We review de novo district court rulings on appeal from a bankruptcy court. See Durkin v. Benedor Corp. (In re G.I. Indus., Inc.), 204 F.3d 1276, 1279 (9th Cir.2000). We review factual findings of the bankruptcy court for clear error and conclusions of law de novo. See Anastas v. Am. Sav. Bank (In re Anastas), 94 F.3d 1280, 1283 (9th Cir.1996).


We must examine two former sections of the CCC to determine whether RMA could attach its security interest to the proceeds of PacWest's successful tort action.4 Section 9306 defined "Proceeds" or a "Secured Party's Rights on Disposition of Collateral" to include "whatever is received upon the sale, exchange, collection or other disposition of collateral or proceeds." Cal. Com.Code § 9306 (1997). But § 9104 provided that "[a] transfer in whole or in part of any claim arising out of tort" could not be granted as collateral to a secured party. Cal. Com.Code § 9104 (1997).

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We begin our analysis by recognizing what is undisputed: (1) neither the former § 9104 nor the current version of the law permits an individual to grant as collateral a pending tort claim; and (2) effective July 1, 2001, California law now allows a security interest to be attached to the proceeds of a tort claim. See Cal. Com.Code § 9109 (2002) (A party cannot grant as collateral "[a]n assignment of a claim arising in tort, other than a commercial tort claim, but Sections 9315 and 9322 apply with respect to proceeds and priorities in proceeds.").


The question we must answer here, however, is whether California law prior to July 1, 2001, permitted the proceeds of a tort action to be subject to attachment by a secured creditor per § 9306 or barred such attachment per § 9104. Several courts have found that § 9104 precluded attachment to the proceeds of tort actions as well as to any pending tort claims.5 See, e.g., Israel Disc. Bank, Ltd. v. Gottesman (In re Ore Cargo, Inc.), 544 F.2d 80, 81-82 (2d Cir.1976) (refusing to allow a creditor to attach its security interest to the settlement proceeds of a debtor's claim against a party that damaged its ship in a collision at sea); Corcoran v. Land O'Lakes, Inc., 39 F.Supp.2d 1139, 1148 (N.D.Iowa 1999) ("[N]ot only does the security interest not apply to the tort claim, it does not apply to the proceeds of a tort claim.") (emphasis in original); Ins. Co. of N. Am. v. Della Indus., Inc., 998 F.Supp. 159, 164 (D.Conn.1998) ("The `better rule' has been found to favor exempting tort settlement proceeds from the definition of General Intangibles, just as tort claims themselves."), rev'd on other grounds, 229 F.3d 1135 (2d Cir.1999); Barclays Bus. Credit, Inc. v. Four Winds Plaza P'ship, 938 F.Supp. 304, 308-09 (D.Vi.1996) (rejecting the interpretation of § 9104 that drew a distinction between the assignment of proceeds of tort claims and the assignment of tort claims themselves).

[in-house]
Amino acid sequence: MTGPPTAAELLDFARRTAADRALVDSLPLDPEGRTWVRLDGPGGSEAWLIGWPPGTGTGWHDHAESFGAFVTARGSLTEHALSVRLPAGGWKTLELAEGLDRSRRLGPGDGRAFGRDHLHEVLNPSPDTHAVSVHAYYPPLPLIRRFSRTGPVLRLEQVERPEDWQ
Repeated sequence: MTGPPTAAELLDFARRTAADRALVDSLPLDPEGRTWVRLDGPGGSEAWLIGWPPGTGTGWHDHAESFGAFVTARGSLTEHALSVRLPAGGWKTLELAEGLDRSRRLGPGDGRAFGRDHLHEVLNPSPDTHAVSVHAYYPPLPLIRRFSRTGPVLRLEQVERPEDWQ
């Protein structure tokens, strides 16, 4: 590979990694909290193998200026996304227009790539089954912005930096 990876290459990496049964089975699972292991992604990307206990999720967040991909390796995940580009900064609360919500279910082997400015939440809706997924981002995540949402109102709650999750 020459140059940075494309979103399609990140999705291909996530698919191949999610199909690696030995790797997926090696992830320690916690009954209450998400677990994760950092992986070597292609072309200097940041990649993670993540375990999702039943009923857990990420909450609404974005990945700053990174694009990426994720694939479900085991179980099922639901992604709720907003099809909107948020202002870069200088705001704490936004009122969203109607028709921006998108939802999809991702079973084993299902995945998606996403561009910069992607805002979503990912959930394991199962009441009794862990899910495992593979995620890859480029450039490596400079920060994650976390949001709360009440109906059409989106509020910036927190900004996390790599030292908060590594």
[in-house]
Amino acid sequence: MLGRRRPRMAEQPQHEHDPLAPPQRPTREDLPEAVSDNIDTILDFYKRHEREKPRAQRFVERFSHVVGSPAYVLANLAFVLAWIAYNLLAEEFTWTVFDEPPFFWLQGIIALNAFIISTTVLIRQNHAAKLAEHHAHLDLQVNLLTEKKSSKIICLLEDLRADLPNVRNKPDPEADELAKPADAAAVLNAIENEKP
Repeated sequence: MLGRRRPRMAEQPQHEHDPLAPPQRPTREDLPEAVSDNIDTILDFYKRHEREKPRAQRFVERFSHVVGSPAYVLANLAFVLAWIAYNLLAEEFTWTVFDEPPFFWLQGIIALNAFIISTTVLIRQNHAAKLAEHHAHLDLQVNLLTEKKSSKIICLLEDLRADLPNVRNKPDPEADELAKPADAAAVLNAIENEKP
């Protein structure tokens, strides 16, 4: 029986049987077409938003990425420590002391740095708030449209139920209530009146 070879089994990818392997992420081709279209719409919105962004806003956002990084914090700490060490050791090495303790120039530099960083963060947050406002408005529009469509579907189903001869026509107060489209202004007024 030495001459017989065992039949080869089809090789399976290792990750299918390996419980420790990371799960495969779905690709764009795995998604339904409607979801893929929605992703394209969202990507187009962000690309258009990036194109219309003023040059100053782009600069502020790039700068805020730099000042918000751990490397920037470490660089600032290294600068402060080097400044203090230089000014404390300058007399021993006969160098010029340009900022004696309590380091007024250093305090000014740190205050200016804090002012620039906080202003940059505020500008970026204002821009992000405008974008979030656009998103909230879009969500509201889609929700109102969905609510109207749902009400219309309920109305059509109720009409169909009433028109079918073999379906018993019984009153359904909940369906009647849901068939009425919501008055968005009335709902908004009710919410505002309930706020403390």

Conversely, the court in Nolin Prod. Credit Ass'n v. Stone (In re Stone), 52 B.R. 305 (Bankr.W.D.Ky.1985), focused on § 9306 and held that the legislative intent was to give "proceeds" the "broadest possible definition," thereby permitting attachment to a tort award. Id. at 307. Stone concerned the loss of 300 cattle and the debtor's tort action for negligence against a veterinarian, an animal clinic, and a laboratory. See id. at 306. The court did not discuss § 9104 but simply held that "monies received in settlement of a tort claim for the tortious damage or destruction of secured collateral are proceeds ...." Id. at 308.


We cited Stone approvingly in McGonigle v. Combs, 968 F.2d 810, 828 (9th Cir.1992), but in that case we did not squarely address the issue presented here. We did not there consider the interplay of § 9104 and § 9306. Nor did we have the benefit of the subsequent changes made by the California legislature to its Commercial Code to help us interpret the provisions at issue here. McGonigle concerned, in part, a dispute pertaining to the priority of liens on the debtor's portion of a litigation settlement fund. A bank that had lent the debtor money to buy stock had perfected an interest in the stock that the debtor bought. After the debtor failed to repay the loan, the bank brought suit against him. The debtor, meanwhile, had joined a consolidated securities action brought after the stock price tumbled, alleging SEC, common law, and state law violations. The debtor had entered into a fee agreement for legal representation in that action. See McGonigle, 968 F.2d at 814-15, 827.